JSTARS aids Air Force career enlisted aviator inclusion and diversity study

  • Published
  • By Senior Master Sgt. Roger Parsons
  • 116TH Air Control Wing

Team JSTARS participated in a recent Air Force anthropometric study aimed to provide more opportunities for female and minority career enlisted aviators across the Air Force.

 A team of anthropometric experts spent several days with E-8C Joint STARS aviators conducting body stature measurements to determine the minimum and maximum body size proportions that will fit within workstations aboard the aircraft.

 “With that data, we can figure out minimum and maximum body size proportions, not just stature, but also the arm length, leg length, sitting heights and other measurements that you wouldn’t normally measure,” said Ronald Richardson, an aerospace engineer with the Air Force Life Cycle Management Center. “We can find out the specific proportions that Airmen need to be to do their job correctly and keep everyone safe in the aircraft.”

 Previous physical guidelines required a height range of 64-77 inches based on a study of white male pilots in 1967. According to the U.S. National Center for Health Statistics, 43.5% of U.S. women—including 74% of African Americans, 72% of Latino Americans, and 61% of Asian Americans—age 20-29, have a stature of 64 inches or less, compared to only 3.7% of U.S. men.

 “Currently, approximately 68% of females and minorities in the Air Force are eliminated from career enlisted aviator career fields,” said Master Sgt. Jason Kornhauser, the career enlisted aviator’s special projects manager. “Doing this study, we are going to open the aperture so approximately 80% of those will be eligible to be flyers.”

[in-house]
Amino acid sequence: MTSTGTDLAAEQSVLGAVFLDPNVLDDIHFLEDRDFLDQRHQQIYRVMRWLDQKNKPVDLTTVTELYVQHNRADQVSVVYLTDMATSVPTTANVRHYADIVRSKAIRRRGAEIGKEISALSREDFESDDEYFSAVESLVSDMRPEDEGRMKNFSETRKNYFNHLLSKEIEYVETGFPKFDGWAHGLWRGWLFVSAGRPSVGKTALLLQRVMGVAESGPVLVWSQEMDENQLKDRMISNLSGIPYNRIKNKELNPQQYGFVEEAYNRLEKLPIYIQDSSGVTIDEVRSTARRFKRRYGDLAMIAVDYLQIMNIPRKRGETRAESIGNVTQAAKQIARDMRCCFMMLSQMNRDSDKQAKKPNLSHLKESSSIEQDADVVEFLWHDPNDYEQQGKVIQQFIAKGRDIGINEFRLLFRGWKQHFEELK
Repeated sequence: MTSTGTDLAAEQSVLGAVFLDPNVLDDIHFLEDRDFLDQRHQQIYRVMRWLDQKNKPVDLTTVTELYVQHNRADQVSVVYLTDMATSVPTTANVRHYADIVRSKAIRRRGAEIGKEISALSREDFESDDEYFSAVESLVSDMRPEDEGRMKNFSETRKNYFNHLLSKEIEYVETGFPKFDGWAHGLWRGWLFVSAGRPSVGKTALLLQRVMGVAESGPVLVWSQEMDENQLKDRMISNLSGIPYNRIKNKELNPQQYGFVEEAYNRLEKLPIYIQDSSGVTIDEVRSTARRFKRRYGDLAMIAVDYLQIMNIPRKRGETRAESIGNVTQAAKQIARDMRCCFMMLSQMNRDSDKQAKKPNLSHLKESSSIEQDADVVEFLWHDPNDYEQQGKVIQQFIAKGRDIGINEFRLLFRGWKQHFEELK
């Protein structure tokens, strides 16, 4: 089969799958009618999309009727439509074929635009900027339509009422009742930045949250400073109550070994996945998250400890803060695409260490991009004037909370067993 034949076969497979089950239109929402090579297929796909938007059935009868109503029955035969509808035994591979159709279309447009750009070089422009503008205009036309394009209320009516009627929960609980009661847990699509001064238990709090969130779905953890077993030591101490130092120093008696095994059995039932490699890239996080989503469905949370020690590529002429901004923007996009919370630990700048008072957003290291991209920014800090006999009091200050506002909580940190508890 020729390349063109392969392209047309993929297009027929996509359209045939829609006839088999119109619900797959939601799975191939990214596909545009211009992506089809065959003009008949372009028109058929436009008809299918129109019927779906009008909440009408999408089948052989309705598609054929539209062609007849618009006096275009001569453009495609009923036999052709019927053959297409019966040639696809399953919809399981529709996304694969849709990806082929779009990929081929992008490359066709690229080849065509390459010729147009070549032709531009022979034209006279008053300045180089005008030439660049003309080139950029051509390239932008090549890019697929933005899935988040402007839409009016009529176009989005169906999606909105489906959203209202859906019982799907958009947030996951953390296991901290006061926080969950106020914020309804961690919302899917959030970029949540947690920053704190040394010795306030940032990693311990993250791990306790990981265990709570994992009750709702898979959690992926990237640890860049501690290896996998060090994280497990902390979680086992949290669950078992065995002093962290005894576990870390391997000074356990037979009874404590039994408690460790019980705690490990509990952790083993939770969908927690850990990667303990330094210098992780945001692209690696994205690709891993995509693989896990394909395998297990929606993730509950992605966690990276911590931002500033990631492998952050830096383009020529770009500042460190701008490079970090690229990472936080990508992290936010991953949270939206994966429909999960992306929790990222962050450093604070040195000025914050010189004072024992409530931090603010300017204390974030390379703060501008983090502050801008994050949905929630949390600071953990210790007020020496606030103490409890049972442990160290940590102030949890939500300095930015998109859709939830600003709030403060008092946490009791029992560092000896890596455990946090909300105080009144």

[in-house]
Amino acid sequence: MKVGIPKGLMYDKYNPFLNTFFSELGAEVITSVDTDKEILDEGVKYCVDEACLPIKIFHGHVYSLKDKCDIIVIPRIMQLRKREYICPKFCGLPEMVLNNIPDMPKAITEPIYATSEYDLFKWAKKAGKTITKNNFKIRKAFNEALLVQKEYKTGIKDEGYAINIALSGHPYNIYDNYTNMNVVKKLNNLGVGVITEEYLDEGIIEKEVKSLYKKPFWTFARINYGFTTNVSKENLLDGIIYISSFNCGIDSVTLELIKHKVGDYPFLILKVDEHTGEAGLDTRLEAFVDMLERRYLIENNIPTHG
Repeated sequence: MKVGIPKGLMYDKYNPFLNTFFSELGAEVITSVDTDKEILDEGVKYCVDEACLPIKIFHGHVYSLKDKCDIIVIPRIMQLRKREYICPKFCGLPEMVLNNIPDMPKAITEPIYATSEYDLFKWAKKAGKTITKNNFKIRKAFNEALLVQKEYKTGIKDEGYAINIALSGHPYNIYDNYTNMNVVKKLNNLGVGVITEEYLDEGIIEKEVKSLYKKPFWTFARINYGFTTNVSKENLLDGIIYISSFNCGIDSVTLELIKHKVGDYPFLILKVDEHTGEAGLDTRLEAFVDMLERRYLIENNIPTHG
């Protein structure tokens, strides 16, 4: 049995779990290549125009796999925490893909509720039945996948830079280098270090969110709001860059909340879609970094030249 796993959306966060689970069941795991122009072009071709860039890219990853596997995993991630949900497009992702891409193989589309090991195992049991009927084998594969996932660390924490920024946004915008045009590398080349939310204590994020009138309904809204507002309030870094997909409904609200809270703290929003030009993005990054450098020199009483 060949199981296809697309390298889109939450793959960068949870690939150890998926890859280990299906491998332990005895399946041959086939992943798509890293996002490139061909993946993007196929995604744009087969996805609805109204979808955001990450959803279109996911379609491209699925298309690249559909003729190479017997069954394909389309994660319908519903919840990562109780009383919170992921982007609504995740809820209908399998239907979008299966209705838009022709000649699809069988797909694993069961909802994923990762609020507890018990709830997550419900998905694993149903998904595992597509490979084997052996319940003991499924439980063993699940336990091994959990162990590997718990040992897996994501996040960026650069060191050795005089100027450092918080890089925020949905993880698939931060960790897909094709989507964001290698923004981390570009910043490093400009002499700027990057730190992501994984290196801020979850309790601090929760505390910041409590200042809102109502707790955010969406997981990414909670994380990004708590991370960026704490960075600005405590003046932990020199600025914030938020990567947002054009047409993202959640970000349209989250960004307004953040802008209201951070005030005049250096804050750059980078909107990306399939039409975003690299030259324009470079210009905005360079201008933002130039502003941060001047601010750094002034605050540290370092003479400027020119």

At an aircrew summit in 2020, U.S. Air Force Chief of Staff, Gen. Charles Q. Brown, Jr., shared a vision of inclusion and diversity which paved the way and provided funding for the current anthropometric study, according to Kornhauser.

 “From a JSTARS perspective, we have a number of career enlisted aviators on board the aircraft, so this study is trying to open the aperture so we can allow for a more diverse aircrew which is really important,” said Master Sgt. Christie Conn, project officer for the HQ Air Force anthropometric study with the 461st Air Control Wing. “Hopefully, they are able to get some good data points to reevaluate the standards so we can have more females and minorities flying as career enlisted aviators and use their talent pool as well to make us a stronger fighting force.”

 The 116th Air Control Wing, Georgia Air National Guard, along with the active-duty 461st Air Control Wing, and Army JSTARS, make up Team JSTARS which provides geographic combatant commanders around the world with on-call battle management, command and control, intelligence, surveillance, and reconnaissance support, commonly referred to as C2ISR.